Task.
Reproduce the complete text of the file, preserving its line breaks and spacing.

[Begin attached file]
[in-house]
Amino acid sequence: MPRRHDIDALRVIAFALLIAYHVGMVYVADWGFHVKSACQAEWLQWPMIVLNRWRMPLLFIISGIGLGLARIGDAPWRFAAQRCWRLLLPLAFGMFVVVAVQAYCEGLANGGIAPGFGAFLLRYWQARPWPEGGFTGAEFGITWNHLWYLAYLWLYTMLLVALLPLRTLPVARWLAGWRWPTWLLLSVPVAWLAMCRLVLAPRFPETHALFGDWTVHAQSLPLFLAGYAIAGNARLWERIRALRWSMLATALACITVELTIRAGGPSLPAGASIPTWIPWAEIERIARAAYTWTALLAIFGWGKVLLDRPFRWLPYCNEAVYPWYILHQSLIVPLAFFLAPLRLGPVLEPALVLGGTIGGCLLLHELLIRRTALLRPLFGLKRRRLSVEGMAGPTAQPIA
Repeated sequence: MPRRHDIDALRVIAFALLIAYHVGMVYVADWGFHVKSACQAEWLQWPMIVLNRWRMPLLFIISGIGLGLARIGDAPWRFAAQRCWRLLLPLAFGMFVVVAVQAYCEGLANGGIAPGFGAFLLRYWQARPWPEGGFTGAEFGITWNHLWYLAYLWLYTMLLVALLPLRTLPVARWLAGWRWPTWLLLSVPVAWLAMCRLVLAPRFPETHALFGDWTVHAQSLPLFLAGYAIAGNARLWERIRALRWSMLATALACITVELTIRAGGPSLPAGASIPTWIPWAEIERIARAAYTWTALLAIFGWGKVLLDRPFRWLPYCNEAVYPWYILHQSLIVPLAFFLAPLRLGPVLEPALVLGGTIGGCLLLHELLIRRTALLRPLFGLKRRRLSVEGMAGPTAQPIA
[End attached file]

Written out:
[in-house]
Amino acid sequence: MPRRHDIDALRVIAFALLIAYHVGMVYVADWGFHVKSACQAEWLQWPMIVLNRWRMPLLFIISGIGLGLARIGDAPWRFAAQRCWRLLLPLAFGMFVVVAVQAYCEGLANGGIAPGFGAFLLRYWQARPWPEGGFTGAEFGITWNHLWYLAYLWLYTMLLVALLPLRTLPVARWLAGWRWPTWLLLSVPVAWLAMCRLVLAPRFPETHALFGDWTVHAQSLPLFLAGYAIAGNARLWERIRALRWSMLATALACITVELTIRAGGPSLPAGASIPTWIPWAEIERIARAAYTWTALLAIFGWGKVLLDRPFRWLPYCNEAVYPWYILHQSLIVPLAFFLAPLRLGPVLEPALVLGGTIGGCLLLHELLIRRTALLRPLFGLKRRRLSVEGMAGPTAQPIA
Repeated sequence: MPRRHDIDALRVIAFALLIAYHVGMVYVADWGFHVKSACQAEWLQWPMIVLNRWRMPLLFIISGIGLGLARIGDAPWRFAAQRCWRLLLPLAFGMFVVVAVQAYCEGLANGGIAPGFGAFLLRYWQARPWPEGGFTGAEFGITWNHLWYLAYLWLYTMLLVALLPLRTLPVARWLAGWRWPTWLLLSVPVAWLAMCRLVLAPRFPETHALFGDWTVHAQSLPLFLAGYAIAGNARLWERIRALRWSMLATALACITVELTIRAGGPSLPAGASIPTWIPWAEIERIARAAYTWTALLAIFGWGKVLLDRPFRWLPYCNEAVYPWYILHQSLIVPLAFFLAPLRLGPVLEPALVLGGTIGGCLLLHELLIRRTALLRPLFGLKRRRLSVEGMAGPTAQPIA